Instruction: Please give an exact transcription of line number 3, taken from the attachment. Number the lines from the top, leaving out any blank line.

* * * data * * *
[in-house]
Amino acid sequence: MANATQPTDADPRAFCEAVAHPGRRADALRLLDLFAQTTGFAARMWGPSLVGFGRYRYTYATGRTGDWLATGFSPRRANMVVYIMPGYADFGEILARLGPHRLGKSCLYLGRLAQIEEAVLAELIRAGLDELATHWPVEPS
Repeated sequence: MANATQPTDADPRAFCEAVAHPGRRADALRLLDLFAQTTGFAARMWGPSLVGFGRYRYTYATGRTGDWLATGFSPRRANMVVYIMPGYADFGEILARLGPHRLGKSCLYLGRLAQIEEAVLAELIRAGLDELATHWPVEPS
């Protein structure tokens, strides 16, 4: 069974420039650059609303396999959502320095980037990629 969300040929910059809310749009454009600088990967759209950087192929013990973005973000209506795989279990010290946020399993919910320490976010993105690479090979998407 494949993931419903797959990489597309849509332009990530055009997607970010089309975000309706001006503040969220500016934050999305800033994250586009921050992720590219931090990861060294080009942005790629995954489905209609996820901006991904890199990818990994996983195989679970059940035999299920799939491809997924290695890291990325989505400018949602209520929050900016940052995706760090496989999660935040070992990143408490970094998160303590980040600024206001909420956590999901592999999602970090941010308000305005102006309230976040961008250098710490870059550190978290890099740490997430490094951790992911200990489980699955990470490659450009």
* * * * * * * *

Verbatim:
Repeated sequence: MANATQPTDADPRAFCEAVAHPGRRADALRLLDLFAQTTGFAARMWGPSLVGFGRYRYTYATGRTGDWLATGFSPRRANMVVYIMPGYADFGEILARLGPHRLGKSCLYLGRLAQIEEAVLAELIRAGLDELATHWPVEPS